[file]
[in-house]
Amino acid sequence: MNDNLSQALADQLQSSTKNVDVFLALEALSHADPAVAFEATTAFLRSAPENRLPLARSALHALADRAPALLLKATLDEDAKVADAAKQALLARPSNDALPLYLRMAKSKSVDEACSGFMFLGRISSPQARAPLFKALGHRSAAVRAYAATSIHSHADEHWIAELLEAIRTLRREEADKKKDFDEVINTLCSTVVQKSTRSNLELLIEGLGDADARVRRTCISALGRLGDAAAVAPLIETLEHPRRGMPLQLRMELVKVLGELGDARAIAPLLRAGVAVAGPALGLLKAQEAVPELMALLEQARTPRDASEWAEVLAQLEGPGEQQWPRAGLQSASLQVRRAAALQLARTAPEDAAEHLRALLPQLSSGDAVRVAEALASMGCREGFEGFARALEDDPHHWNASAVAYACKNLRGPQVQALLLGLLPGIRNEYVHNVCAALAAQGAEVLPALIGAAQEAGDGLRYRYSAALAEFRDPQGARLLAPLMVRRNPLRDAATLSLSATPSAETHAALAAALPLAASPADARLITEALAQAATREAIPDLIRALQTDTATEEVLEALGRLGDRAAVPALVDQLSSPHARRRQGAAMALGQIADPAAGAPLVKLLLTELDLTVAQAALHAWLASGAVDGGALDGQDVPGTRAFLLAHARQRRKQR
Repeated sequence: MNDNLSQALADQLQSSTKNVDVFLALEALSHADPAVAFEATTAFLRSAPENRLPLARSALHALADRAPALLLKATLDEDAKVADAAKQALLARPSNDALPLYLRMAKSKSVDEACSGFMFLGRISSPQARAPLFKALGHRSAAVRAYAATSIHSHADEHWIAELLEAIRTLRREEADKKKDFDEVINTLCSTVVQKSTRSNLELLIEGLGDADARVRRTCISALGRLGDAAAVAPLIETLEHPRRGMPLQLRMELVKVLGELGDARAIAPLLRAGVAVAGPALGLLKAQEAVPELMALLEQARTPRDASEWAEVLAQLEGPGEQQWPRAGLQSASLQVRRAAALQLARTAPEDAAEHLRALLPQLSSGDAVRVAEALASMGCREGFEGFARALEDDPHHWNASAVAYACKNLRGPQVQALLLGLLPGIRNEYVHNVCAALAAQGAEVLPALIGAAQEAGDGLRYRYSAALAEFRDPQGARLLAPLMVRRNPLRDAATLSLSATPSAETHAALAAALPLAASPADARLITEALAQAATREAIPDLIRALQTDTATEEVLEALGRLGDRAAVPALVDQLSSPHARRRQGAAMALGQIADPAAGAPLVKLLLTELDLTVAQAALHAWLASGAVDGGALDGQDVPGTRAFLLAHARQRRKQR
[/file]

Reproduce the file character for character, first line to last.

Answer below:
[in-house]
Amino acid sequence: MNDNLSQALADQLQSSTKNVDVFLALEALSHADPAVAFEATTAFLRSAPENRLPLARSALHALADRAPALLLKATLDEDAKVADAAKQALLARPSNDALPLYLRMAKSKSVDEACSGFMFLGRISSPQARAPLFKALGHRSAAVRAYAATSIHSHADEHWIAELLEAIRTLRREEADKKKDFDEVINTLCSTVVQKSTRSNLELLIEGLGDADARVRRTCISALGRLGDAAAVAPLIETLEHPRRGMPLQLRMELVKVLGELGDARAIAPLLRAGVAVAGPALGLLKAQEAVPELMALLEQARTPRDASEWAEVLAQLEGPGEQQWPRAGLQSASLQVRRAAALQLARTAPEDAAEHLRALLPQLSSGDAVRVAEALASMGCREGFEGFARALEDDPHHWNASAVAYACKNLRGPQVQALLLGLLPGIRNEYVHNVCAALAAQGAEVLPALIGAAQEAGDGLRYRYSAALAEFRDPQGARLLAPLMVRRNPLRDAATLSLSATPSAETHAALAAALPLAASPADARLITEALAQAATREAIPDLIRALQTDTATEEVLEALGRLGDRAAVPALVDQLSSPHARRRQGAAMALGQIADPAAGAPLVKLLLTELDLTVAQAALHAWLASGAVDGGALDGQDVPGTRAFLLAHARQRRKQR
Repeated sequence: MNDNLSQALADQLQSSTKNVDVFLALEALSHADPAVAFEATTAFLRSAPENRLPLARSALHALADRAPALLLKATLDEDAKVADAAKQALLARPSNDALPLYLRMAKSKSVDEACSGFMFLGRISSPQARAPLFKALGHRSAAVRAYAATSIHSHADEHWIAELLEAIRTLRREEADKKKDFDEVINTLCSTVVQKSTRSNLELLIEGLGDADARVRRTCISALGRLGDAAAVAPLIETLEHPRRGMPLQLRMELVKVLGELGDARAIAPLLRAGVAVAGPALGLLKAQEAVPELMALLEQARTPRDASEWAEVLAQLEGPGEQQWPRAGLQSASLQVRRAAALQLARTAPEDAAEHLRALLPQLSSGDAVRVAEALASMGCREGFEGFARALEDDPHHWNASAVAYACKNLRGPQVQALLLGLLPGIRNEYVHNVCAALAAQGAEVLPALIGAAQEAGDGLRYRYSAALAEFRDPQGARLLAPLMVRRNPLRDAATLSLSATPSAETHAALAAALPLAASPADARLITEALAQAATREAIPDLIRALQTDTATEEVLEALGRLGDRAAVPALVDQLSSPHARRRQGAAMALGQIADPAAGAPLVKLLLTELDLTVAQAALHAWLASGAVDGGALDGQDVPGTRAFLLAHARQRRKQR